Leadership   //   August 16, 2022

Lessons from Spotify’s work-from-anywhere rollout

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Spotify launched a new work model called “work from anywhere” (WFA) in February 2021 – and it was music to the ears of its 8,600 employees, according to data published in early August.  

The policy enabled staff to decide when they worked in a company office or wherever else on the planet, as long as the Swedish-headquartered company had a hub in that country.

The music-streaming company also tweaked its salary bands, recalibrating them by nation rather than city or region. That seemed to be a popular move: 6% of its 11,453 employees moved countries after this policy was introduced, and a large chunk of whom moved within the U.S.

The headline news, though, is that despite the great resignation trend, Spotify claimed staff churn has reduced compared to pre-pandemic levels and that it has also boosted the diversity of its workforce – as a direct result of the policy. 

It’s also enabled the organization to enter new territories – it’s now registered in 42 U.S. states, and in Europe it has expanded to Spain, Germany and the Netherlands. 

Anna Lundström, Spotify’s vp of human resources, told WorkLife she was pleased that the company’s bold move had reaped such rewards, and that it will continue to evolve the model. “It’s [the WFA approach] positive proof that our decision of listening to and trusting our people worked,” she said.

By separating work from the necessity of being physically present in the office, Spotify has widened its talent hiring net considerably, Lundström said. “Roughly half of all new hires in 2021 were hired in a location outside our main hubs and we’ve continued to explore entries in new locations,” she added. “We wouldn’t have been able to grow at the pace we are without the WFA program allowing us to hire in new markets.”

Flexible work-in-progress

Spotify had long planned to introduce the WFA scheme to become a fully distributed – or remote – organization by 2025. “The pandemic just set this plan in motion a bit earlier,” said Lundström. “We’ve learned that more flexibility gives employees true autonomy at work. At Spotify, we believe that work is not something you need to come to the office for; it’s something you do independently of where you are, and therefore you should be able to work from anywhere.”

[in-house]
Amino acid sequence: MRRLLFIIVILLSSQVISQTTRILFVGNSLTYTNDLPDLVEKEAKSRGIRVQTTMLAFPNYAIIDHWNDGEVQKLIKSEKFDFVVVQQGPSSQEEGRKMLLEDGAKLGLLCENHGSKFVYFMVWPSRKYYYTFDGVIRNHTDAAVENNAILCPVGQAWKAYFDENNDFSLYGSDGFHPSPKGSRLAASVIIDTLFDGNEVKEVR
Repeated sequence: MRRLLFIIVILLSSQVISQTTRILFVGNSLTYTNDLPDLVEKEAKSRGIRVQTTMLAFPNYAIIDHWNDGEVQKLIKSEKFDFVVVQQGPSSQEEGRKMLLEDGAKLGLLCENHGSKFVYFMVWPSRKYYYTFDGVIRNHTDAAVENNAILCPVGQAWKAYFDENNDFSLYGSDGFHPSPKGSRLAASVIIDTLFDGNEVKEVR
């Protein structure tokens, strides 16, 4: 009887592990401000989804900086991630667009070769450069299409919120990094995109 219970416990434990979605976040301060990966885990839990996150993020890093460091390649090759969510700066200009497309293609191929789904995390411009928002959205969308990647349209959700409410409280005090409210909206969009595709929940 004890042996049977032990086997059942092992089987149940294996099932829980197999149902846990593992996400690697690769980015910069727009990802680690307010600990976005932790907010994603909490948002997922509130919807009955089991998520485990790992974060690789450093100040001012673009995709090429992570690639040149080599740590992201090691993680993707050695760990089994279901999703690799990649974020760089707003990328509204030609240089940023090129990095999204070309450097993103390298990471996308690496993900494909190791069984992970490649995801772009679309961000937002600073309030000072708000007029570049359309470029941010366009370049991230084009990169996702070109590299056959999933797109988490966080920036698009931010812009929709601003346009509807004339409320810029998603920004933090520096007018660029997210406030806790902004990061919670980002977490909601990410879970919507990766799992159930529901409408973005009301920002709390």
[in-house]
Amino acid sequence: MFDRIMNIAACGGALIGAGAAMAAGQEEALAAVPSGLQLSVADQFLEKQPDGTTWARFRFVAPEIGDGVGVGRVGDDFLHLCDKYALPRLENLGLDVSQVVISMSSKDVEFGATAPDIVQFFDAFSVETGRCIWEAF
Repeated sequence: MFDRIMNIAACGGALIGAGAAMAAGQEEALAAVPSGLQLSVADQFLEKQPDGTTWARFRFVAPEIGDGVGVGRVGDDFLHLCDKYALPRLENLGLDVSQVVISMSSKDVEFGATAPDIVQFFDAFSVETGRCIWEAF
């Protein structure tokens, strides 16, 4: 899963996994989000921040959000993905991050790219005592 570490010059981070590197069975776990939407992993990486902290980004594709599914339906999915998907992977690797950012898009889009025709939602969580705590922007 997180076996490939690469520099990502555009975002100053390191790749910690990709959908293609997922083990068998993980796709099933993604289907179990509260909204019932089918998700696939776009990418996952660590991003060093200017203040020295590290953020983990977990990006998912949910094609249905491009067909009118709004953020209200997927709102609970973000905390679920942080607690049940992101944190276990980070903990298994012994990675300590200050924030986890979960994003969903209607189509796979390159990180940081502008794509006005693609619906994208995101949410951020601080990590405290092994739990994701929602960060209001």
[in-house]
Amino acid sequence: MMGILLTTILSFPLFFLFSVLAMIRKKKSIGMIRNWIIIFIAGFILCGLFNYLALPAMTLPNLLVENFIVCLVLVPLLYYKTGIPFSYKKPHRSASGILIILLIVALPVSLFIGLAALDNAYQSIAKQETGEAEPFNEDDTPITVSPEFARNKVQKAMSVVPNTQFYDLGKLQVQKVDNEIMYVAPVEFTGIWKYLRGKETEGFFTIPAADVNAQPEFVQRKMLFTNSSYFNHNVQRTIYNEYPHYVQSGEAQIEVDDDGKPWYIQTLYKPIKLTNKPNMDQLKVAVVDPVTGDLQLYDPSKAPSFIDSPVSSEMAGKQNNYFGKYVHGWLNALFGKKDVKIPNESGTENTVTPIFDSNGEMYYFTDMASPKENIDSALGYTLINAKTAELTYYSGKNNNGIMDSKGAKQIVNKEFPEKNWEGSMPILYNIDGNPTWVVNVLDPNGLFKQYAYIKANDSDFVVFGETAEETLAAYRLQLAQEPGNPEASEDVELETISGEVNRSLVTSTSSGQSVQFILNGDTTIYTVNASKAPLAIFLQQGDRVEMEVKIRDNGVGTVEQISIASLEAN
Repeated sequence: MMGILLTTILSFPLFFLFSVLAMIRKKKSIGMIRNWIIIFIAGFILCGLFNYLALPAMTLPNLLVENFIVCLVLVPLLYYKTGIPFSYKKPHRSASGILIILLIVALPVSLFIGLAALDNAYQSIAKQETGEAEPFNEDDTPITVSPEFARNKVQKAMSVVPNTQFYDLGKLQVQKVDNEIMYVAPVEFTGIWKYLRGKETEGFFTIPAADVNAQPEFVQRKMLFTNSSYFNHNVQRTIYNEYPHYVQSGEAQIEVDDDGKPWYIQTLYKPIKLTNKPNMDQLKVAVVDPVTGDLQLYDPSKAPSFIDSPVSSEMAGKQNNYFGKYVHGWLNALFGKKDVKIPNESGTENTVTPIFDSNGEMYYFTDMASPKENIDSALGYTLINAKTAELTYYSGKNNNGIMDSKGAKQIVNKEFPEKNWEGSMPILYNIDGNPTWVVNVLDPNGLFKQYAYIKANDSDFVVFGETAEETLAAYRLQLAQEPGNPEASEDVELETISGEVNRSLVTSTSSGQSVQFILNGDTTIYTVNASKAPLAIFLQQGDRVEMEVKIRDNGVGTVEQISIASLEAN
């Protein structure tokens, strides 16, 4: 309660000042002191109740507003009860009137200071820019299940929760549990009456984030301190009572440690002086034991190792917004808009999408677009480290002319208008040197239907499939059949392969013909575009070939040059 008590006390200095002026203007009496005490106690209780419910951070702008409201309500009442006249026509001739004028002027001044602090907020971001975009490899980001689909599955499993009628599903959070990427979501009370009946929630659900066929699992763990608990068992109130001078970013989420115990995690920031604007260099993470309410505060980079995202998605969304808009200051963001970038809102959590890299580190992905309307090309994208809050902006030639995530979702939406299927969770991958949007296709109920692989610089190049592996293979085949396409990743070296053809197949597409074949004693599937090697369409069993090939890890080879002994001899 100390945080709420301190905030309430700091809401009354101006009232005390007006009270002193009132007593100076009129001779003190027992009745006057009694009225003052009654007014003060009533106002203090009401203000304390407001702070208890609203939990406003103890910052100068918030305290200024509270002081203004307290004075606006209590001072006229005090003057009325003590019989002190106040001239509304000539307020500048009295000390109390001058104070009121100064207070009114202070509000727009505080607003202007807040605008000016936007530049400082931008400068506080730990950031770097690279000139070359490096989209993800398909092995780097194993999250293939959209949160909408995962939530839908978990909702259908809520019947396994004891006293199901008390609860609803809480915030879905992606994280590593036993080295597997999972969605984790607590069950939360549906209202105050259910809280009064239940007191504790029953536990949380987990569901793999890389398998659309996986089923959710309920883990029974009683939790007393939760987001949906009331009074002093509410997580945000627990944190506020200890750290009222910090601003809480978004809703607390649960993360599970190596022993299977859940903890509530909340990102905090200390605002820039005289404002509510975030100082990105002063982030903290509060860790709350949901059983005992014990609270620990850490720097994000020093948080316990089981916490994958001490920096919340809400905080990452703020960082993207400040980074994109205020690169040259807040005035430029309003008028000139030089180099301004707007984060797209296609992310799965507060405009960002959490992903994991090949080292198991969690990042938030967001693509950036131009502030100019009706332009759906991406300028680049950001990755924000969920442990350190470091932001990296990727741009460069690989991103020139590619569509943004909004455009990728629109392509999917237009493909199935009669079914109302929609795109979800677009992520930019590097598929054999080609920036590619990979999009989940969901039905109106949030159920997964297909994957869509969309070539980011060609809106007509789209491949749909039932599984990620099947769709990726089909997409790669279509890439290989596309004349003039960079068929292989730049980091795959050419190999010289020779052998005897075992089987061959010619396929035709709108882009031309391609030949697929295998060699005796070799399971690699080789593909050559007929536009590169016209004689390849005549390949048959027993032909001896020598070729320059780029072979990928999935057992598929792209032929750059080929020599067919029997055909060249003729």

Again, the program is malleable, depending on what Spotify staff want, and Lundström conceded that collaborating in a hybrid model is one of the company’s biggest challenges. For other business leaders considering rolling out a WFA policy, the secret is to listen to employees, plan carefully, test and tweak. 

“It’s not as simple as telling employees: ‘You can now work remotely,’” she said. “We thought through every aspect: our salary policies, tax implications, food programs, commuting benefits and more.” 

Much of the day-to-day execution of flexible working policies comes down to individual managers. Spotify has ensured all leaders who managed teams were given distributed-first training. “How to run teams, inspire colleagues and maintain efficiency are all part of being a leader in a WFA workplace,” added Lundström.

Spotify’s recent WFA news has piqued the interest of employers and employees alike, stated Molly Johnson-Jones, co-founder and CEO of flexible work specialists Flexa Careers. “The number of job seekers looking for WFA jobs on our platform is up by 800% in 2022 to date,” she said.

Sounding a note of caution, she added: “But as WFA schemes become more commonplace and high-profile companies like Spotify offer staff more remote working options, both employers and staff must be clear about what exactly this entails.”

The devil is in the detail

Johnson-Jones pointed out that WFA – much like hybrid working – is a catch-all term and doesn’t have a universal definition. “Because of this, an employee must check their company’s specific policy before making any plans,” she said. For example, some organizations cap the number of days spent abroad – possibly for tax reasons – and others could require workers to attend a monthly in-person meeting.